This is also why HMDs may result in less breaks in presence since, if the outside world is blocked, well you won’t see the outside world ! Which happens a bit too often in caves unless you’re in a 6-sided cave.

Please note that we’re only talking about the physical actions of the user, and not what happens in the virtual environment.

Defining your system

You might think that all those definitions are useless.  It looks like simply putting words on things you already intuitively know.

But actually they’re the root of the definition of a VR system !

When you’re talking about the displays and devices of your system, you’re describing the technical solution to the question : “What is possible with my VR system ?”.

The real answer is the set of Valid Actions as described above. Guess what type of VR system I’m describing :

– “I can move my head and one hand, and they wil l tracked in a 3x2x2m box with a resolution of 0.1cm”

– “If I look forward, to the right, to the left and down, I will see the virtual environment”

– “My field of view is always at least 60°”

So, what system fulfills those Valid Actions ?

A typical cave with 4 faces is a good candidate… but a (good) HMD based setup will also work ! You can see now that an application should provide exactly the same experience on different systems as long as those systems provide the same Valid Actions!

Different VR systems are equivalent if they allow the same set of Valid Actions. Right now, Idon’t think any Cave is equivalent to a HMD based system, and vice versa, but one day it could be!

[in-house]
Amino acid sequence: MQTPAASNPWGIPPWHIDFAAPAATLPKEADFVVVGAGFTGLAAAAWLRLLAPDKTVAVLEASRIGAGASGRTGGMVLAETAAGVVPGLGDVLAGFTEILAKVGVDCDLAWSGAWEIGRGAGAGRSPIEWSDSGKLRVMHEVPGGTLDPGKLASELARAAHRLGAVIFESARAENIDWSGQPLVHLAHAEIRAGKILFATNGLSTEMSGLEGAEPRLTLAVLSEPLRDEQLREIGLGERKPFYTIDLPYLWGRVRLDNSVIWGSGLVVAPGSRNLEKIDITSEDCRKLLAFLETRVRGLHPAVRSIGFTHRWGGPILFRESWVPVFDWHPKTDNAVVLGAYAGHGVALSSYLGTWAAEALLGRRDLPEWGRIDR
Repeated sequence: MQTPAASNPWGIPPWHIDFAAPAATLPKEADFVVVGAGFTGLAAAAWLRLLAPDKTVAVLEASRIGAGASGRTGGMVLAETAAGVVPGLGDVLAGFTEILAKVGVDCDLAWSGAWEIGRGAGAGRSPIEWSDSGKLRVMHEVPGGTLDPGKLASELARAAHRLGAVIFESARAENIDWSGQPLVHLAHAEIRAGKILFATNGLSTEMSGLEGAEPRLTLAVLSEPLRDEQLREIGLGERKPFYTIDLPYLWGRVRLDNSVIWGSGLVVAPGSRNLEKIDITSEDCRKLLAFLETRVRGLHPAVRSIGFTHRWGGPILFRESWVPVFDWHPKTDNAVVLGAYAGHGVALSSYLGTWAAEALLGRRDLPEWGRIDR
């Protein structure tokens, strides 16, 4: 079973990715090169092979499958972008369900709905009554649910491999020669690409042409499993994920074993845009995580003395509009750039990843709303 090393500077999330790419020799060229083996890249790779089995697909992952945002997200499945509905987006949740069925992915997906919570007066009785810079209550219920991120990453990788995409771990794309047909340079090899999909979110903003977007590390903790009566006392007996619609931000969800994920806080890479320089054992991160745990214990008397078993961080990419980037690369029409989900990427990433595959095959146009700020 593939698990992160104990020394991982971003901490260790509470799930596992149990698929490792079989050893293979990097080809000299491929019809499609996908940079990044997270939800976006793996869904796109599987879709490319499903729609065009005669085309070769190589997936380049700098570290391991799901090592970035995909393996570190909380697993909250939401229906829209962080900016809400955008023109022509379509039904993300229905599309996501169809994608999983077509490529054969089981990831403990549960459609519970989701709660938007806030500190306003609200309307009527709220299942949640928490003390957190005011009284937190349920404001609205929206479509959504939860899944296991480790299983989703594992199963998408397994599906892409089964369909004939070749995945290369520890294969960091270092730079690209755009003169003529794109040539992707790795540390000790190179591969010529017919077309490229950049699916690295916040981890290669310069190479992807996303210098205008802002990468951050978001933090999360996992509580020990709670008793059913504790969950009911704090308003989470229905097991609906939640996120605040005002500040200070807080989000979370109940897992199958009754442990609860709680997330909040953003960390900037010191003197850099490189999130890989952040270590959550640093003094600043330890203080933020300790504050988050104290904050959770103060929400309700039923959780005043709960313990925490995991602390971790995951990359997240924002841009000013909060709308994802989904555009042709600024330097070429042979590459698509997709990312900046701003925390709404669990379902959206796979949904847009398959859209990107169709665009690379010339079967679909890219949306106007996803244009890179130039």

Those definitions can also be used to classify VR systems :

In this view therefore, we describe immersion not by displays plus tracking, but as a property of the valid actions that are possible within the system. Generally, system A is at a higher level of immersion than system B if the valid actions of B form a proper subset of those of A.

Now, every aspect of your VR system is linked to the Valid Actions you want to get :

In this framework displays and interactive capabilities are inseparable. Consider for example the issue of display resolution. At first sight this may appear to have nothing to do with  interaction or SCs, but in fact if the participant wants to examine an object very closely, then the extent to which this is possible will be limited by the resolution of the display. Relatively low visual display resolution will mean that the normal action of bringing an object closer in vision by moving the body, head and eyes closer to it, will fail earlier than it would in physical reality, and at different times in different systems.

That’s why, rather than seeing the technical specifications of a VR system (it has 4 faces, 2x2x2m, 1 hd projector per face and optical tracking), we should instead have the set of Valid Actions that are possible in it : the head and hand are tracked in a 2x2x2m area with 0.1cm precision and 120hz update, the horizontal fov is 200°, vertical is 90° up, 100° down, when standing at the origin, the pixel angular resolution is …